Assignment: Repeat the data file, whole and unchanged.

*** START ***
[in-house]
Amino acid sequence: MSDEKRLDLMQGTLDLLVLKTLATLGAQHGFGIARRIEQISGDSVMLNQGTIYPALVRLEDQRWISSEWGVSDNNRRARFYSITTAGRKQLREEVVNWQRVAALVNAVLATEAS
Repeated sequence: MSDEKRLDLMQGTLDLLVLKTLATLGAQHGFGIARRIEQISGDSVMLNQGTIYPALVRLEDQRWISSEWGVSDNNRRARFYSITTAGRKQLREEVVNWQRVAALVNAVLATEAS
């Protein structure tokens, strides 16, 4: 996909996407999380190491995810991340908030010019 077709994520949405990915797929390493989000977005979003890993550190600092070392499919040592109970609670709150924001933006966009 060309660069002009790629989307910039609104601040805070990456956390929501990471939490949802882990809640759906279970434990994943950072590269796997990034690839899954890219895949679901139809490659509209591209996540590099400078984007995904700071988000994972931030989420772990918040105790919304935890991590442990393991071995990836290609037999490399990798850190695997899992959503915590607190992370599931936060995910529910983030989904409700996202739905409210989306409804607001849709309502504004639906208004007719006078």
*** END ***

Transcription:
[in-house]
Amino acid sequence: MSDEKRLDLMQGTLDLLVLKTLATLGAQHGFGIARRIEQISGDSVMLNQGTIYPALVRLEDQRWISSEWGVSDNNRRARFYSITTAGRKQLREEVVNWQRVAALVNAVLATEAS
Repeated sequence: MSDEKRLDLMQGTLDLLVLKTLATLGAQHGFGIARRIEQISGDSVMLNQGTIYPALVRLEDQRWISSEWGVSDNNRRARFYSITTAGRKQLREEVVNWQRVAALVNAVLATEAS
């Protein structure tokens, strides 16, 4: 996909996407999380190491995810991340908030010019 077709994520949405990915797929390493989000977005979003890993550190600092070392499919040592109970609670709150924001933006966009 060309660069002009790629989307910039609104601040805070990456956390929501990471939490949802882990809640759906279970434990994943950072590269796997990034690839899954890219895949679901139809490659509209591209996540590099400078984007995904700071988000994972931030989420772990918040105790919304935890991590442990393991071995990836290609037999490399990798850190695997899992959503915590607190992370599931936060995910529910983030989904409700996202739905409210989306409804607001849709309502504004639906208004007719006078």